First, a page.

NJTechWeekly.com recently interviewed Jiren Parikh, president and CEO ofSnap MyLife. The company rose from the financial meltdown to launch in 2009 as Exclaim Mobility (Princeton). In 2011 it was renamed Snap MyLife.
The firm’s vision is expansive. It is attempting to build an all-encompassing cloud service that connects mobile phones, Internet-enabled TVs and photo frames, PCs, Macs, tablets, notebooks and even autos.
The overall concept: to allow users to access, synchronize, back up, secure and safely store content on their devices and reliably access any of it from anywhere, regardless of the device or operating system.
Snap MyLife came to NJTechWeekly.com’s attention when it won the 2011 NJTC Growth Company of the Year award. How can you be both a startup and a growth company? This firm reinvented itself after the 2008-2009 financial crisis.
While initially financed by Edison Ventures and Sycamore Ventures, the original company was in debt. Parikh, a consultant for Sycamore at the time, leveraged his credit cards, 401K and personal checking account, restructured the old company’s debt and salvaged the firm, launching with four employees.
Today Snap MyLife employs approximately 120, some overseas, and expects to expand its N.J. operations. In fact, it is looking at a “multiyear expansion plan that would grow this company from the 100 people it is now to more than 250 by the end of 2013, with substantial revenue growth and profitability,” Parikh said.
How did your company get started?
Exclaim Mobility, now Snap MyLife, grew out of a company first launched in 2000 called Exclaim. Exclaim offered Internet photo storage and merchandising to consumers and had a hosted technology that provided imaging technology components to companies. It built out some great software to manage photos for companies like Adobe, and it did some mobile applications for Kodak and even a postcard app for Shutterfly. Ultimately, only the mobile business was generating revenue for Exclaim.
The company was going to be shut down, so I decided to see if I could restructure its debt and spin out a new company focused on mobile, which I did. While mobile was an afterthought at the old company, we decided to focus on it, taking one of the company’s applications, Pictavision—a photo app that could be used on feature phones—and marketing it.
At that time Pictavision supported accessing and uploading photos to 16 different photo websites. Users could upload photos from a mobile phone, download them and view their friends’ pictures, and it worked on the AT&T; network. AT&T; has been our flagship carrier ever since.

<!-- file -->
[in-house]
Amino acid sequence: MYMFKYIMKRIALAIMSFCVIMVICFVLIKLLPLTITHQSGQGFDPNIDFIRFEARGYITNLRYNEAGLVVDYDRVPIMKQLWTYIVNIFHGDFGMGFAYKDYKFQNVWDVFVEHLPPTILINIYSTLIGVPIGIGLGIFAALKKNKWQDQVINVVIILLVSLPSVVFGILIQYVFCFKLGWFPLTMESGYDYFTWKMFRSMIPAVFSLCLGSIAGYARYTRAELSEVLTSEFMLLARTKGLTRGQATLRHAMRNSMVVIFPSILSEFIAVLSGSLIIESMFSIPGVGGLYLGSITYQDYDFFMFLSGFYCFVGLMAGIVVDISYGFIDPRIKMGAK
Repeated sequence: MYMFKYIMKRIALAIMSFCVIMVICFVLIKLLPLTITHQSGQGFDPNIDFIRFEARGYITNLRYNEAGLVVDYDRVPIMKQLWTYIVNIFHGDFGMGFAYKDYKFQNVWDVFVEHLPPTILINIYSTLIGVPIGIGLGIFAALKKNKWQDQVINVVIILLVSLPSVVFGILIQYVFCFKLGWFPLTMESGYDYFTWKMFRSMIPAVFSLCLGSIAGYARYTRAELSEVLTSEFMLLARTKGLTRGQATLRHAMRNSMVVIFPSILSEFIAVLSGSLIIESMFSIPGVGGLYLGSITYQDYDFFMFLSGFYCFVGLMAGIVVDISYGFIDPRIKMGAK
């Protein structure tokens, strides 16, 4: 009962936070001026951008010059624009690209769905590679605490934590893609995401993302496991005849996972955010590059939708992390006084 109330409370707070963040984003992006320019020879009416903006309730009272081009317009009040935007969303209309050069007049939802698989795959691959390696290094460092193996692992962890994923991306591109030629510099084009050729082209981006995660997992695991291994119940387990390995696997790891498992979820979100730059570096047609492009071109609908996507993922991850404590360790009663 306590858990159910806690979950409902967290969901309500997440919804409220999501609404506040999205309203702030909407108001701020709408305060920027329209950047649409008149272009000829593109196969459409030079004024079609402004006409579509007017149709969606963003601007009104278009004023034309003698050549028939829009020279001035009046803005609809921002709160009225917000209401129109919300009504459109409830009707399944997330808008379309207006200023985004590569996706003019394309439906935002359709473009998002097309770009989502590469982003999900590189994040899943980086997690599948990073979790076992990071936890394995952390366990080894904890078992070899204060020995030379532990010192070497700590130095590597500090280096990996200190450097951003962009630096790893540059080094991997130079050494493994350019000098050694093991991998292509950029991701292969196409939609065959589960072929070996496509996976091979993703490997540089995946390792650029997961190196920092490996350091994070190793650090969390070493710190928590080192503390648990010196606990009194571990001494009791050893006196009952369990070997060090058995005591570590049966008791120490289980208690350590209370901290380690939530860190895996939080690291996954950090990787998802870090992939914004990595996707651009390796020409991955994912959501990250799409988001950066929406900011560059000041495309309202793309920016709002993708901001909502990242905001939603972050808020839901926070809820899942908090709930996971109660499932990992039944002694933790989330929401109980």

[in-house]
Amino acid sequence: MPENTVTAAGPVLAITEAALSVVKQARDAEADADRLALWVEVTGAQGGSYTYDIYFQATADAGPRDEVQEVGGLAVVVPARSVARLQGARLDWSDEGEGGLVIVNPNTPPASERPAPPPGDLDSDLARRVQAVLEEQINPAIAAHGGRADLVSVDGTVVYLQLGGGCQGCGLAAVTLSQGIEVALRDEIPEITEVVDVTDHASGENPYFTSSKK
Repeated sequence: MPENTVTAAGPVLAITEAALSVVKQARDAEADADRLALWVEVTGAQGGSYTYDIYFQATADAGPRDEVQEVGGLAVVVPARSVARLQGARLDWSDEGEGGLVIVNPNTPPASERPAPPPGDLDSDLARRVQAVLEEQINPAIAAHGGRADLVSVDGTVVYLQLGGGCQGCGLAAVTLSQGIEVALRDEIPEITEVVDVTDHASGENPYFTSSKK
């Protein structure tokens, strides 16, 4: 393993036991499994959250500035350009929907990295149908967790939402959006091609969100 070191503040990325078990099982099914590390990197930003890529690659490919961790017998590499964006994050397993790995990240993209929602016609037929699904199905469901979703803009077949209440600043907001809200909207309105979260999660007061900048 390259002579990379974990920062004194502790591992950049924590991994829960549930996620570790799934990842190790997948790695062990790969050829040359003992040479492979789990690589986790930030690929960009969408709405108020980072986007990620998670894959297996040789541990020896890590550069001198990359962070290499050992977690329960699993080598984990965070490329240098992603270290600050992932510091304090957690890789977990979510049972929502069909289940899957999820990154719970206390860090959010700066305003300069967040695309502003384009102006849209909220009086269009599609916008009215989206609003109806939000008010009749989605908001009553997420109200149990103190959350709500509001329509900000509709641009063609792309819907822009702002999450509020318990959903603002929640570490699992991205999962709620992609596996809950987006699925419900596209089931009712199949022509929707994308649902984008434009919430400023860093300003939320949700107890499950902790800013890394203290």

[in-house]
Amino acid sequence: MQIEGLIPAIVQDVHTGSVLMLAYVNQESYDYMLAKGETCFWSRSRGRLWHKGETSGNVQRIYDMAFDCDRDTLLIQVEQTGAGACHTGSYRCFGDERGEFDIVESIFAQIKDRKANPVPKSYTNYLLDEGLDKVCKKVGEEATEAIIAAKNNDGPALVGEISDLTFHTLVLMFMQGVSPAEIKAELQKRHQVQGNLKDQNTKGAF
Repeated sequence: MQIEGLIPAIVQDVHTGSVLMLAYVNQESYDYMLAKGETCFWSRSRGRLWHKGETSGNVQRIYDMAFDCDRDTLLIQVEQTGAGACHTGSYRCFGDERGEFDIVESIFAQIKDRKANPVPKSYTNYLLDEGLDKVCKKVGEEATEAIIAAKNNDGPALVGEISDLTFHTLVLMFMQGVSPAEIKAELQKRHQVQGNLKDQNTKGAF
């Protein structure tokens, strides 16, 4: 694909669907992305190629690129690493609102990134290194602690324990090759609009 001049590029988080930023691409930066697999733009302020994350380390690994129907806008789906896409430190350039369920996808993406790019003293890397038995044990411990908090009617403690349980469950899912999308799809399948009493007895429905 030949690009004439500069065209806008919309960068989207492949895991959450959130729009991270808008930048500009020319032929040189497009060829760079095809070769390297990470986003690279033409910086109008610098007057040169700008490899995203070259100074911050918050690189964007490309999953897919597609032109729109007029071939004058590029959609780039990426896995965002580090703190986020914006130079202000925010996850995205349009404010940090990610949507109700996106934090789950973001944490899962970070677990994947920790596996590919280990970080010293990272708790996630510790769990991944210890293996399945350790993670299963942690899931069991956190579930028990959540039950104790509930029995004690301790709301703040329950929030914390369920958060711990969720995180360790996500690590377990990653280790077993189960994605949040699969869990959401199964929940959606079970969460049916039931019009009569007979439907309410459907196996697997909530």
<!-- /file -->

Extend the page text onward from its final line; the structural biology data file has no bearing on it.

What came next?
When we rose from the ashes in 2009, we had a roadmap for a service that would allow consumers to share, manage and secure their lives anywhere. However, we needed to build a cloud service to make our vision come true. The fastest way to build the business was a mix of organic development and acquisitions. We realized we couldn’t make this happen fast enough without acquiring the building blocks.
Since 2009 we’ve made five acquisitions. In 2010 we acquired Mobicious (Cambridge, Mass.), which owned the products SnapMyLife and SnapToTwitter. SnapMyLife was a free photo sharing service similar to Instagram. It wasn’t making any money and had already gone through much capital, so we were able to buy it. That acquisition gave us the cloud technology we needed.
Next, we needed communications technology that would let us connect other devices such as personal computers. We bought Didiom (New York) in 2011. Didiom provided the firm the music technology and ability to both stream and back up content from a home PC.
Our third acquisition was certain assets of FrameChannel (Wellesley, Mass.). The company’s service allowed consumers to send content from any computer device and push it out onto a photo frame or television.
Our next acquisition was SmrtGuard (Princeton), which gave us mobile security, device security and the ability to back up personal information technology.
We recently bought a company called Inkubook (Indianapolis), which provided the back-end technology to create virtual photo books, media shows and physical print products.
When we bought Inkubook and SmrtGuard, we not only acquired great technology, we took on phenomenal engineers. Both companies’ founders joined us, and they’ve been a tremendous asset.
Why did your company change its name in November 2011?
When we emerged from Exclaim we didn’t have the resources to rebrand or change our name. Then we made the acquisitions and needed to align the company with our overall focus. We started with Pictavision, made it better and turned it into Snap Mobile. And we came up with a platform and called it Snap MyLife. SmrtGuard was relaunched as Snap Secure. It made sense to bring all the products under the Snap MyLife umbrella.